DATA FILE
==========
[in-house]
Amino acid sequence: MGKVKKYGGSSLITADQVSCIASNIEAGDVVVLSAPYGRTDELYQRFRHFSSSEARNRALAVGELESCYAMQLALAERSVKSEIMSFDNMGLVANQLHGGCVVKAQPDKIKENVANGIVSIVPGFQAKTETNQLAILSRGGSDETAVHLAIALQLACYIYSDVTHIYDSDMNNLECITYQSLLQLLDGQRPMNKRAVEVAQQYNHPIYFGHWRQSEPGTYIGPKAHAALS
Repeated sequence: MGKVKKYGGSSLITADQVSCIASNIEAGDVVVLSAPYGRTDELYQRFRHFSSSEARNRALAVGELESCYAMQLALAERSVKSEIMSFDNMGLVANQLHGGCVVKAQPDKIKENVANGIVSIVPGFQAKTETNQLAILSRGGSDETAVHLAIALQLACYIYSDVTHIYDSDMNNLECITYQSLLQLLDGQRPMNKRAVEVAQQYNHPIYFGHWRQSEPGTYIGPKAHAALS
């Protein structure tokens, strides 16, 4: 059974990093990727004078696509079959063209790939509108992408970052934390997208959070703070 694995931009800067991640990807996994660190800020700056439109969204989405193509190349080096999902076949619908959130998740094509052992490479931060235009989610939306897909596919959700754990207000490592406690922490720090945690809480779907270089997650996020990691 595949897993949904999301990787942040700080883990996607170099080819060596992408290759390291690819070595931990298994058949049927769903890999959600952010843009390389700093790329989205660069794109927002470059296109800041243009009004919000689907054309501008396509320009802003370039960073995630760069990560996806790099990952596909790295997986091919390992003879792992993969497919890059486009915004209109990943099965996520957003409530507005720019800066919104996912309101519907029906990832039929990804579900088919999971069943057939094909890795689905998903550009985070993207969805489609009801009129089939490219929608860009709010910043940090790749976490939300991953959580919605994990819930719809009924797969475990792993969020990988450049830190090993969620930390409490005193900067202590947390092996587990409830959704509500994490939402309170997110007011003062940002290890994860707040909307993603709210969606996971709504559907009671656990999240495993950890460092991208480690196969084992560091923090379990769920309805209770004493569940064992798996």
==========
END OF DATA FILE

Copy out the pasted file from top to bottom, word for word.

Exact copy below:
[in-house]
Amino acid sequence: MGKVKKYGGSSLITADQVSCIASNIEAGDVVVLSAPYGRTDELYQRFRHFSSSEARNRALAVGELESCYAMQLALAERSVKSEIMSFDNMGLVANQLHGGCVVKAQPDKIKENVANGIVSIVPGFQAKTETNQLAILSRGGSDETAVHLAIALQLACYIYSDVTHIYDSDMNNLECITYQSLLQLLDGQRPMNKRAVEVAQQYNHPIYFGHWRQSEPGTYIGPKAHAALS
Repeated sequence: MGKVKKYGGSSLITADQVSCIASNIEAGDVVVLSAPYGRTDELYQRFRHFSSSEARNRALAVGELESCYAMQLALAERSVKSEIMSFDNMGLVANQLHGGCVVKAQPDKIKENVANGIVSIVPGFQAKTETNQLAILSRGGSDETAVHLAIALQLACYIYSDVTHIYDSDMNNLECITYQSLLQLLDGQRPMNKRAVEVAQQYNHPIYFGHWRQSEPGTYIGPKAHAALS
């Protein structure tokens, strides 16, 4: 059974990093990727004078696509079959063209790939509108992408970052934390997208959070703070 694995931009800067991640990807996994660190800020700056439109969204989405193509190349080096999902076949619908959130998740094509052992490479931060235009989610939306897909596919959700754990207000490592406690922490720090945690809480779907270089997650996020990691 595949897993949904999301990787942040700080883990996607170099080819060596992408290759390291690819070595931990298994058949049927769903890999959600952010843009390389700093790329989205660069794109927002470059296109800041243009009004919000689907054309501008396509320009802003370039960073995630760069990560996806790099990952596909790295997986091919390992003879792992993969497919890059486009915004209109990943099965996520957003409530507005720019800066919104996912309101519907029906990832039929990804579900088919999971069943057939094909890795689905998903550009985070993207969805489609009801009129089939490219929608860009709010910043940090790749976490939300991953959580919605994990819930719809009924797969475990792993969020990988450049830190090993969620930390409490005193900067202590947390092996587990409830959704509500994490939402309170997110007011003062940002290890994860707040909307993603709210969606996971709504559907009671656990999240495993950890460092991208480690196969084992560091923090379990769920309805209770004493569940064992798996």